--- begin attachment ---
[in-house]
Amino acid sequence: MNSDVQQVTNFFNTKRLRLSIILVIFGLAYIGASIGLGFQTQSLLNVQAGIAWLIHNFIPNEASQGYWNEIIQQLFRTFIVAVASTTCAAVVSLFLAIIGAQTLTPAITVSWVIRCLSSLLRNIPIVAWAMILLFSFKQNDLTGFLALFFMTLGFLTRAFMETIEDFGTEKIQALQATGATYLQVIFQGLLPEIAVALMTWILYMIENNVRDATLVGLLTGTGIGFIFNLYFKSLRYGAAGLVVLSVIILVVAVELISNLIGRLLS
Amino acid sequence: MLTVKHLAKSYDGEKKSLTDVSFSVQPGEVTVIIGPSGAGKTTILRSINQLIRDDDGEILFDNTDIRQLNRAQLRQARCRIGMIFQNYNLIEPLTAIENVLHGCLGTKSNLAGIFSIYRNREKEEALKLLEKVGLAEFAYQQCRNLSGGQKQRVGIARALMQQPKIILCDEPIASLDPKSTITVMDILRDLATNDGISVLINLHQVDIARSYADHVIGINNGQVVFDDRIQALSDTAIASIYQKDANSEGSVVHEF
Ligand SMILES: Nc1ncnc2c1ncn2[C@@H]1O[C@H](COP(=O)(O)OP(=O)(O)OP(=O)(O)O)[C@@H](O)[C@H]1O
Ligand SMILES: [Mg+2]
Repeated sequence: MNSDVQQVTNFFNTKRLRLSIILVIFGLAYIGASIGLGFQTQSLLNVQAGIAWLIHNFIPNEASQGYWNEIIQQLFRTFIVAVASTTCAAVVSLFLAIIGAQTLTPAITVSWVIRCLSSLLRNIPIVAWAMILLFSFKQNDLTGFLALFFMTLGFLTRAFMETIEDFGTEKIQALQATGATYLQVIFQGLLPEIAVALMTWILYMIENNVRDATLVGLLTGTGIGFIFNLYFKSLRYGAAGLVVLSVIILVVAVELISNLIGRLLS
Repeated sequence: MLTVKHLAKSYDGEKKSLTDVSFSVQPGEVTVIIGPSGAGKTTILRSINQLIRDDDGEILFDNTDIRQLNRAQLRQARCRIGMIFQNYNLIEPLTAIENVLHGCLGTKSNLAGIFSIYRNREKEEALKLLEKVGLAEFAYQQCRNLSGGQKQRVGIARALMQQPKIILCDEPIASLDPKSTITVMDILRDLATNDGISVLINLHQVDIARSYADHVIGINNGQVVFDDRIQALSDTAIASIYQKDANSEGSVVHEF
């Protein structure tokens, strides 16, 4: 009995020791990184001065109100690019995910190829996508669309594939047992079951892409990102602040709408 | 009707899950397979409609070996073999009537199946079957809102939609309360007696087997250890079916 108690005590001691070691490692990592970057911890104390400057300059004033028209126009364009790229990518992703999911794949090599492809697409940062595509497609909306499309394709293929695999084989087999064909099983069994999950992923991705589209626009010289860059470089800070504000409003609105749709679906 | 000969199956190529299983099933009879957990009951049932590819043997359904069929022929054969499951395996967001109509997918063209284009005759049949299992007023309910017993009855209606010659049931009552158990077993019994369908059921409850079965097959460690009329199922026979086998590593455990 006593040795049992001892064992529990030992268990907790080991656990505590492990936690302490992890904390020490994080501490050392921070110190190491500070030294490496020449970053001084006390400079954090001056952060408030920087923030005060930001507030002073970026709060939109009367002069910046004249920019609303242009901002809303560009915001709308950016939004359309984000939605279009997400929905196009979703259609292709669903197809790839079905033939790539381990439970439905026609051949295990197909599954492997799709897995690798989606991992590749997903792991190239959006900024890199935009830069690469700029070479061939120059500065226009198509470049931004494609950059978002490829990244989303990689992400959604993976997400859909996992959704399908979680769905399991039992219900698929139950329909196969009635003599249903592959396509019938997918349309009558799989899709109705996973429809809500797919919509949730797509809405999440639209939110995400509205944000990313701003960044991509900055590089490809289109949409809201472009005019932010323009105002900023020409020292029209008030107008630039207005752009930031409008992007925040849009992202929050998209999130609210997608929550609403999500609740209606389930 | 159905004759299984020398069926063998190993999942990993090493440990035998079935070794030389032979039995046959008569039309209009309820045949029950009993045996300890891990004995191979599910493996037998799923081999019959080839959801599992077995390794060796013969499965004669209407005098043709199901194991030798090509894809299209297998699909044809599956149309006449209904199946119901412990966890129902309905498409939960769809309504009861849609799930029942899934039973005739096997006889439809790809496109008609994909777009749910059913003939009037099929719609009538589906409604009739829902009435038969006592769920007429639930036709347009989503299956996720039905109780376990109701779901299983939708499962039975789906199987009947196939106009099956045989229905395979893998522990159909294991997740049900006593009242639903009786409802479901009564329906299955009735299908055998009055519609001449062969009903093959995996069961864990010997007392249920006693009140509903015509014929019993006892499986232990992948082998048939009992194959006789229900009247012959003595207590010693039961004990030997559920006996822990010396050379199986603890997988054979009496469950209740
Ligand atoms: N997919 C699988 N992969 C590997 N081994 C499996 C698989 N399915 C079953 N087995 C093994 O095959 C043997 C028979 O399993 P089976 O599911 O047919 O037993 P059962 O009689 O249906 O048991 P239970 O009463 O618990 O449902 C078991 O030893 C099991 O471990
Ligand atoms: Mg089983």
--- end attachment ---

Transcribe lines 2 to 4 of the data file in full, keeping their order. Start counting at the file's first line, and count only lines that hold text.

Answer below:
Amino acid sequence: MNSDVQQVTNFFNTKRLRLSIILVIFGLAYIGASIGLGFQTQSLLNVQAGIAWLIHNFIPNEASQGYWNEIIQQLFRTFIVAVASTTCAAVVSLFLAIIGAQTLTPAITVSWVIRCLSSLLRNIPIVAWAMILLFSFKQNDLTGFLALFFMTLGFLTRAFMETIEDFGTEKIQALQATGATYLQVIFQGLLPEIAVALMTWILYMIENNVRDATLVGLLTGTGIGFIFNLYFKSLRYGAAGLVVLSVIILVVAVELISNLIGRLLS
Amino acid sequence: MLTVKHLAKSYDGEKKSLTDVSFSVQPGEVTVIIGPSGAGKTTILRSINQLIRDDDGEILFDNTDIRQLNRAQLRQARCRIGMIFQNYNLIEPLTAIENVLHGCLGTKSNLAGIFSIYRNREKEEALKLLEKVGLAEFAYQQCRNLSGGQKQRVGIARALMQQPKIILCDEPIASLDPKSTITVMDILRDLATNDGISVLINLHQVDIARSYADHVIGINNGQVVFDDRIQALSDTAIASIYQKDANSEGSVVHEF
Ligand SMILES: Nc1ncnc2c1ncn2[C@@H]1O[C@H](COP(=O)(O)OP(=O)(O)OP(=O)(O)O)[C@@H](O)[C@H]1O